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After nearly a year and a half, the Covid recovery is underway for the UK economy. Restrictions are lifting thanks to the success of the vaccination programme, and while we may not be returning to normal, the ‘new normal’ is looking positive for more and more businesses.
For food retailers, rapid growth in sales seen during the pandemic is set to slow down as a long-expected rebalancing between hospitality and retail occurs. Consumer goods analyst IGD predicts that the “unprecedented” growth of 8.5% in 2020 will slow to 1.7% in 2021 and to 0.9% in 2022 as the eating out industry makes a comeback, while Kantar’s data shows that a rise in store visits and a decline in average spend per trip suggests a return to more typical shopping habits.
But this sharp decline will be followed by a period of recovery, with the UK retail food and grocery market predicted to grow by 8.1% to £229.1bn between 2021 and 2026. Simon Wainwright, director of global insight at IGD, explains that this shows there is an opportunity for retailers to engage with shoppers who have built up savings during the pandemic by focusing on quality and convenience.
“Being a food hall nestled in a busy garden centre, we have been very fortunate to have retained a good level of footfall over the last six months,” says Lucy Ponsbuy of Yarnton Home & Garden. “We have seen an uplift in luxury food purchases as people celebrate at home and in their gardens with friends and family, no expense spared.”
Other businesses have used the pandemic as an opportunity to reevaluate and implement policies and practices to ensure they are better prepared for the future of retailing. “There is no question that the recent and ongoing pandemic has provided us all with a huge opportunity to look in great detail at all areas of our businesses, as well as learn some invaluable lessons that will make us better operators in the future,” says Tom Newey, CEO of Cobbs Farm Co.
“We have all had to innovate under extremely pressured (and at times quite scary) circumstances, but for the most part, that has driven positive change – from streamlining certain operations to introducing new initiatives from e-commerce to drive-through shops,” Tom adds.
As we move into the next phase of recovery, many fine food independents will be focused on engaging new customers. “We were fortunate to grow our customer numbers significantly through the pandemic and retaining and building on that will be at the core of what we do,” Tom says. “We keep hearing about a ‘return to normality,’ but I don’t think anyone really believes that we’ll ever return to the same world we lived in pre-pandemic – that’s not necessarily a bad thing; change can be healthy and we remain optimistic about the future for independent retailers,” he adds.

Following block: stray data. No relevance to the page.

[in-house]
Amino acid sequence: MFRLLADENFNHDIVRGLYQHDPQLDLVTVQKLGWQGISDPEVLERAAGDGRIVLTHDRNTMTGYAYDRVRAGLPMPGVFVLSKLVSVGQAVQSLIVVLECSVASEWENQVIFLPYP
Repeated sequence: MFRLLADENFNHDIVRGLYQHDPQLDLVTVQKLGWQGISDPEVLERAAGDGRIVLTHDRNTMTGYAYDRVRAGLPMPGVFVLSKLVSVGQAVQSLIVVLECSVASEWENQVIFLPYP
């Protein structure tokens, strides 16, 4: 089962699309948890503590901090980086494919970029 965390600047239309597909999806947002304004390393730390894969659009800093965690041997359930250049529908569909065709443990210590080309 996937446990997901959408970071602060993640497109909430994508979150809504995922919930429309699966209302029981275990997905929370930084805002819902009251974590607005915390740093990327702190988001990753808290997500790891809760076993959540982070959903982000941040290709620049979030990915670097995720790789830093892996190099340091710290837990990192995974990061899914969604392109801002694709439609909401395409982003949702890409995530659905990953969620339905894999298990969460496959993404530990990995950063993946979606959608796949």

For the grocery sector, if the changes brought by the pandemic become permanent, that could certainly be a good thing. “Longer term, the grocery sector will remain bigger than our pre-pandemic forecasts,” says IGD’s Simon, “primarily driven by elevated levels of home working benefitting stores in suburban areas, the adoption of digital technologies in-store which will alter how and where people shop, and fewer out-of-home eateries operating. Maximising growth will be down to stores inspiring shoppers with an improved choice of relevant products and developing opportunities around events and occasions.”
Especially after the challenges Covid posed to retailers over the typically busy Christmas season, shops and consumers will both be keen to go big on celebrations in the future. “We are predicting a bumper Christmas to make up for last year’s washout,” Lucy says. “We will be sure to stock up on local and artisan produce and also luxury food and drink.”
Yet, in this ever-changing post-pandemic world, predicting the future remains a risky game. “We’re still not sure how things will look longer term for fine food retailers,” says Mark Kacary, managing director of The Norfolk Deli. “I think it’s all still far too early to make any accurate predictions, apart from one, and that is if your business was prepared with a good online presence, it’s unlikely that you’ll reach the online sales heights of mid-pandemic, but, as has been the case with us, online sales are likely to remain higher than pre-pandemic.”
Of online retailing, IGD predicts that rapid growth seen over 2020 will slow as some shoppers, particularly older ones, return to stores. However, it will still constitute food retail’s fastest-growing channel post-2024.
“In some ways, I feel that we’re trading in a period which is unlikely to be replicated,” Mark continues. “We are currently enjoying great weather and lots of people who would have normally jetted off on their holidays somewhere around the world are finding that the only option available to them is to holiday here. I think this is encouraging people to seek out the type of retailers they would seek out when on holiday. This means that currently most of our customers are first-time visitors. This does give all fine food retailers an opportunity to highlight the differences between businesses like ours and mainstream supermarkets.” While the future remains unpredictable, the present offers big opportunities for retailers.